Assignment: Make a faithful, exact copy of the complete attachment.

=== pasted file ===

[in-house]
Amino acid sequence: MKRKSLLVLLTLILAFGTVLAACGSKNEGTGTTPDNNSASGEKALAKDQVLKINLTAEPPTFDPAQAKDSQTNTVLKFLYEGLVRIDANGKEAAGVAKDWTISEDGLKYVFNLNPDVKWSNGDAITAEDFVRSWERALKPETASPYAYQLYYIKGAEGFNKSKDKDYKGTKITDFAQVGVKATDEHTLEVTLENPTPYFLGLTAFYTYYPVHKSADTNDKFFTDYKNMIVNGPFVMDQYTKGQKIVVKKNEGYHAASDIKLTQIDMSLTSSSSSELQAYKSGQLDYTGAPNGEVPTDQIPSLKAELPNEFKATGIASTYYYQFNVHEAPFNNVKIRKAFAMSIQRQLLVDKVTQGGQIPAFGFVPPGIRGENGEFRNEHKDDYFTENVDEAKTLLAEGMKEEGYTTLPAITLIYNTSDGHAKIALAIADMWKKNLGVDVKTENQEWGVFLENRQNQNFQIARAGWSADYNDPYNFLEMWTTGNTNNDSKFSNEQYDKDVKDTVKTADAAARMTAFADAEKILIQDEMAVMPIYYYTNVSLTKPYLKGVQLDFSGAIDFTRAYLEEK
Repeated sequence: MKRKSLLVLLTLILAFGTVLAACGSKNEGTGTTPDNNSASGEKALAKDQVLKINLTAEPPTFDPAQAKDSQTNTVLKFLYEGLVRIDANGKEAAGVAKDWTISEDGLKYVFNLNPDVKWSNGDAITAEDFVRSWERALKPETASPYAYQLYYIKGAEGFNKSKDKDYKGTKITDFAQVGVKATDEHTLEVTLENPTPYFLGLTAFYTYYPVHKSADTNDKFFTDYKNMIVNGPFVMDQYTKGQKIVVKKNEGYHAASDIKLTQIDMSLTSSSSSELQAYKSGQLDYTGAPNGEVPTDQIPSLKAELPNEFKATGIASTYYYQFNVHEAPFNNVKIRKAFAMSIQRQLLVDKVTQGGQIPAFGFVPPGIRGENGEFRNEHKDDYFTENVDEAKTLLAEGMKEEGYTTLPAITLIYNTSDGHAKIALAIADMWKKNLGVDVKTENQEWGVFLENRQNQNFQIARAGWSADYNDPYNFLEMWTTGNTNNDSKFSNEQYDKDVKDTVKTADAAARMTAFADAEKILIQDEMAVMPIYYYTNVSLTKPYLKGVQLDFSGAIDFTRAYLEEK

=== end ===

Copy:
[in-house]
Amino acid sequence: MKRKSLLVLLTLILAFGTVLAACGSKNEGTGTTPDNNSASGEKALAKDQVLKINLTAEPPTFDPAQAKDSQTNTVLKFLYEGLVRIDANGKEAAGVAKDWTISEDGLKYVFNLNPDVKWSNGDAITAEDFVRSWERALKPETASPYAYQLYYIKGAEGFNKSKDKDYKGTKITDFAQVGVKATDEHTLEVTLENPTPYFLGLTAFYTYYPVHKSADTNDKFFTDYKNMIVNGPFVMDQYTKGQKIVVKKNEGYHAASDIKLTQIDMSLTSSSSSELQAYKSGQLDYTGAPNGEVPTDQIPSLKAELPNEFKATGIASTYYYQFNVHEAPFNNVKIRKAFAMSIQRQLLVDKVTQGGQIPAFGFVPPGIRGENGEFRNEHKDDYFTENVDEAKTLLAEGMKEEGYTTLPAITLIYNTSDGHAKIALAIADMWKKNLGVDVKTENQEWGVFLENRQNQNFQIARAGWSADYNDPYNFLEMWTTGNTNNDSKFSNEQYDKDVKDTVKTADAAARMTAFADAEKILIQDEMAVMPIYYYTNVSLTKPYLKGVQLDFSGAIDFTRAYLEEK
Repeated sequence: MKRKSLLVLLTLILAFGTVLAACGSKNEGTGTTPDNNSASGEKALAKDQVLKINLTAEPPTFDPAQAKDSQTNTVLKFLYEGLVRIDANGKEAAGVAKDWTISEDGLKYVFNLNPDVKWSNGDAITAEDFVRSWERALKPETASPYAYQLYYIKGAEGFNKSKDKDYKGTKITDFAQVGVKATDEHTLEVTLENPTPYFLGLTAFYTYYPVHKSADTNDKFFTDYKNMIVNGPFVMDQYTKGQKIVVKKNEGYHAASDIKLTQIDMSLTSSSSSELQAYKSGQLDYTGAPNGEVPTDQIPSLKAELPNEFKATGIASTYYYQFNVHEAPFNNVKIRKAFAMSIQRQLLVDKVTQGGQIPAFGFVPPGIRGENGEFRNEHKDDYFTENVDEAKTLLAEGMKEEGYTTLPAITLIYNTSDGHAKIALAIADMWKKNLGVDVKTENQEWGVFLENRQNQNFQIARAGWSADYNDPYNFLEMWTTGNTNNDSKFSNEQYDKDVKDTVKTADAAARMTAFADAEKILIQDEMAVMPIYYYTNVSLTKPYLKGVQLDFSGAIDFTRAYLEEK